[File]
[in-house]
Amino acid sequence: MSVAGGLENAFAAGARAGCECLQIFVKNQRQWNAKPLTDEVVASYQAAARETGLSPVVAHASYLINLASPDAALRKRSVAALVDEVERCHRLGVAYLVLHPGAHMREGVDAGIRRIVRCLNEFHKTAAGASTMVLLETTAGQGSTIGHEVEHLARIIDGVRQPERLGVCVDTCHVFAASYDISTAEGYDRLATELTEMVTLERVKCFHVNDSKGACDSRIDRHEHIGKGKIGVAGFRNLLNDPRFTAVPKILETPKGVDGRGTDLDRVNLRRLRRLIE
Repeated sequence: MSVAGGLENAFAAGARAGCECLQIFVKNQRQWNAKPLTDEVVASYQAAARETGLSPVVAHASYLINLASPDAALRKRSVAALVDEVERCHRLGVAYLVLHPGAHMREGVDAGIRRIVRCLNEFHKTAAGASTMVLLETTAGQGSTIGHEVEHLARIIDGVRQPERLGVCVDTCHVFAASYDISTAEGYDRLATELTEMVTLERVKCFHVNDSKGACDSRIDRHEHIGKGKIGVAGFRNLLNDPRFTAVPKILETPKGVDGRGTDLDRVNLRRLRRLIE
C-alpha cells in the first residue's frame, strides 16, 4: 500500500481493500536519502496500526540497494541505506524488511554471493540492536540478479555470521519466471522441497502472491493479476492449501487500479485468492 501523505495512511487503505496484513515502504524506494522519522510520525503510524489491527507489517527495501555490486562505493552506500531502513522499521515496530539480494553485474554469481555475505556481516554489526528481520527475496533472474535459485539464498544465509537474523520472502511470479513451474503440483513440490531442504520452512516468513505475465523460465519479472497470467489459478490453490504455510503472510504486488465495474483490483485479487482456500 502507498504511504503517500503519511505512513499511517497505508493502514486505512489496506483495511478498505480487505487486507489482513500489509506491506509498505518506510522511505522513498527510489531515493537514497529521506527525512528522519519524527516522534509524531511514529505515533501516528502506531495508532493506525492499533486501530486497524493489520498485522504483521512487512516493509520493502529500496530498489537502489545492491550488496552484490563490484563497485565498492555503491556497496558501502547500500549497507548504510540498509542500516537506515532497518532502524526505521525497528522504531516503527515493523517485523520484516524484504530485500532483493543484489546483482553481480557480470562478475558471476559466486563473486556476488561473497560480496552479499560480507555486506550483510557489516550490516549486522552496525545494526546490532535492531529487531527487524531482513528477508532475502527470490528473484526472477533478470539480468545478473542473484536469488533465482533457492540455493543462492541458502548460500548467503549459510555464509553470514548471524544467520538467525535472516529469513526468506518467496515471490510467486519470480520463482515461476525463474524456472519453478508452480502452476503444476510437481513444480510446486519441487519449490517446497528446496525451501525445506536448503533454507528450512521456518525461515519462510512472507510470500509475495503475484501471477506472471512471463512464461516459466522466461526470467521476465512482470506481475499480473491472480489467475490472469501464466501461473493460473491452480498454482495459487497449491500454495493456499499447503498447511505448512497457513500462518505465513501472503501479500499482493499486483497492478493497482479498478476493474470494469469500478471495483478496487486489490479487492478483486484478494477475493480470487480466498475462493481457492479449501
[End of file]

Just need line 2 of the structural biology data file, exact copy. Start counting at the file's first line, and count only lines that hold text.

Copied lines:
Amino acid sequence: MSVAGGLENAFAAGARAGCECLQIFVKNQRQWNAKPLTDEVVASYQAAARETGLSPVVAHASYLINLASPDAALRKRSVAALVDEVERCHRLGVAYLVLHPGAHMREGVDAGIRRIVRCLNEFHKTAAGASTMVLLETTAGQGSTIGHEVEHLARIIDGVRQPERLGVCVDTCHVFAASYDISTAEGYDRLATELTEMVTLERVKCFHVNDSKGACDSRIDRHEHIGKGKIGVAGFRNLLNDPRFTAVPKILETPKGVDGRGTDLDRVNLRRLRRLIE